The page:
The US slapped sanctions on two Cuban officials and a military unit on Friday, marking the Biden administration’s third round of Cuba sanctions since anti-government protests took place in the country in July.
The US Treasury Department said the measures targeted two officials in Cuba’s Ministry of Interior, and the Tropas de Prevencion, a military unit under Cuba’s Ministry of the Revolutionary Armed Forces.
Considering Cuba has been under a US embargo for over 60 years, sanctions on the country’s government officials and military have virtually no impact. But the measures do symbolize that the Biden administration has no plans to ease sanctions on Cuba or take steps towards normalization with Havana.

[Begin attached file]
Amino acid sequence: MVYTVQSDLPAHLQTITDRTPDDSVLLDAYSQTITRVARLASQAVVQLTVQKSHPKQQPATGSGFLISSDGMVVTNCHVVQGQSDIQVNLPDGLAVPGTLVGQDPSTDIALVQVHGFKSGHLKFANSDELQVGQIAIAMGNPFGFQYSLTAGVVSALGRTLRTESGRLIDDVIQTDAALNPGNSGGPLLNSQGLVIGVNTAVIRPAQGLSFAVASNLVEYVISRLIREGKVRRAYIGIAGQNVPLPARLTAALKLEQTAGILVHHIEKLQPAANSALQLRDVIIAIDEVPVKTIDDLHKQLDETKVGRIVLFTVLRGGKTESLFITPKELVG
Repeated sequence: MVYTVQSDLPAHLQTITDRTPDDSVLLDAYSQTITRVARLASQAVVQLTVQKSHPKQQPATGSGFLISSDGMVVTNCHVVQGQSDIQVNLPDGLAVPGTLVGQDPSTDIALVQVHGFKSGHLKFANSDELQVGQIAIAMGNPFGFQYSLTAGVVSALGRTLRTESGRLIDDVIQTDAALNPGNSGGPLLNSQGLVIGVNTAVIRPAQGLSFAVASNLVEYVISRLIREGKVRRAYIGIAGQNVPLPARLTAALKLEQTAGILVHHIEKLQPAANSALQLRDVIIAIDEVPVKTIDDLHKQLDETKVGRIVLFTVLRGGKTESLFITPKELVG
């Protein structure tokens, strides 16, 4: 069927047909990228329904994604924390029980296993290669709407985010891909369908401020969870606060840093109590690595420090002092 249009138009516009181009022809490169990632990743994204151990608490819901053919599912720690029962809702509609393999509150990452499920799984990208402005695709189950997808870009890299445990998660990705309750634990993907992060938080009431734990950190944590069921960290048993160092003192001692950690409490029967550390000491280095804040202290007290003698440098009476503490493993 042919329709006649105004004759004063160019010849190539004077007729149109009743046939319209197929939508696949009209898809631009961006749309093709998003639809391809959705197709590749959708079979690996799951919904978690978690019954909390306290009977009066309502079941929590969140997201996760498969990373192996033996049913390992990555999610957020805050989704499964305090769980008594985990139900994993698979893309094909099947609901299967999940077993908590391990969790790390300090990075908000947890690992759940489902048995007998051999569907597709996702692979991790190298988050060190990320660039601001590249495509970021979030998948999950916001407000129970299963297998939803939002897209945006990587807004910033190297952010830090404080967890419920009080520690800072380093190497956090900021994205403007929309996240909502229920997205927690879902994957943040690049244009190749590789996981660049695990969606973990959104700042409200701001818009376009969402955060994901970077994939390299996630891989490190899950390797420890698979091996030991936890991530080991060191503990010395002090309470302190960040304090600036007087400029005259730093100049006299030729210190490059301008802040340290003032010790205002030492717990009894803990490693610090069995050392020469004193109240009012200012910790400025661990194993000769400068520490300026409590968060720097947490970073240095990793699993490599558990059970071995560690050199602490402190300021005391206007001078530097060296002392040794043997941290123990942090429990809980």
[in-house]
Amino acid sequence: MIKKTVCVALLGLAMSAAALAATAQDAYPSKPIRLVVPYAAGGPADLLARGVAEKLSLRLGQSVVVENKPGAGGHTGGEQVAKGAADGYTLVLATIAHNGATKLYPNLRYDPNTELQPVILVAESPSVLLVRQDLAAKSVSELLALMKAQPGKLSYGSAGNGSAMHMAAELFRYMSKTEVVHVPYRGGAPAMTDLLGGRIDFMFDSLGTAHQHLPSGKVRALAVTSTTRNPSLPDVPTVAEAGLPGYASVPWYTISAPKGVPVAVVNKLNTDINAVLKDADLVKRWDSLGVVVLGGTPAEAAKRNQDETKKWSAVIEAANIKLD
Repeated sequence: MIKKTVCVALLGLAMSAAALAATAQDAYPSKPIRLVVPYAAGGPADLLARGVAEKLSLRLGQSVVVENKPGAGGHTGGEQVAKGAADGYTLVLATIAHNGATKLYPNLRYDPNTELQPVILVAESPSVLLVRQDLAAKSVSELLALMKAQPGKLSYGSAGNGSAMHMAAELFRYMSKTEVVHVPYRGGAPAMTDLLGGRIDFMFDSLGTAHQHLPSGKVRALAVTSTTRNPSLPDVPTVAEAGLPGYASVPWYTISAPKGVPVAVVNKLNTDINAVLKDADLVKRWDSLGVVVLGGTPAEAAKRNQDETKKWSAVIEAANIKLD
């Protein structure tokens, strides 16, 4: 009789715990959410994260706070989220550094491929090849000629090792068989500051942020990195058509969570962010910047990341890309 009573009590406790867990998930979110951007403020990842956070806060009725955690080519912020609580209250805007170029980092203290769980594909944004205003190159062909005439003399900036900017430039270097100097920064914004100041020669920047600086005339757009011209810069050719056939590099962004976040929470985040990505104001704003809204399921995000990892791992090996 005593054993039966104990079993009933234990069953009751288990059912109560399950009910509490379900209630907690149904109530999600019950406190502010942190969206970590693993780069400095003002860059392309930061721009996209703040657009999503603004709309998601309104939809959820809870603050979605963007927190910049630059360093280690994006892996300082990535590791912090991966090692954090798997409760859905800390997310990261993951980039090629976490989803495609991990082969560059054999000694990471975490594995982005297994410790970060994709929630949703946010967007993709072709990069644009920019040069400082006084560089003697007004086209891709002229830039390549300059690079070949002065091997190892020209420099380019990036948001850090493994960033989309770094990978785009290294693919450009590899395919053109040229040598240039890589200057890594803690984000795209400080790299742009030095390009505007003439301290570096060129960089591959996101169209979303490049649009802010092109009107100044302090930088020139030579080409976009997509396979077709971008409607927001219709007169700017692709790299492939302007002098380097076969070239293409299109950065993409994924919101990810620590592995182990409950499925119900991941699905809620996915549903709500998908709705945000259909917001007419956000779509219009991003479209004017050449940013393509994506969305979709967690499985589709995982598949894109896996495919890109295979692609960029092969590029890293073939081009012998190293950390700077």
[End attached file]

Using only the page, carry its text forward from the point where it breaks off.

The Obama administration eased some restrictions on Cuba, but since the trade embargo wasn’t fully lifted, they were easily reversed by Trump. As a candidate, President Biden vowed to return to an Obama-era Cuba policy, but he doesn’t seem to have any plans to fulfill that promise.
One simple way Biden could help people in Cuba is by lifting sanctions on remittances, which would make it easier for Cuban-Americans to send money to their families. Western Union shut down its money sending service to Cuba last November due to sanctions imposed by the Trump administration. Biden has said he’s setting up a “working group” on Cuba remittances, but so far, nothing has changed.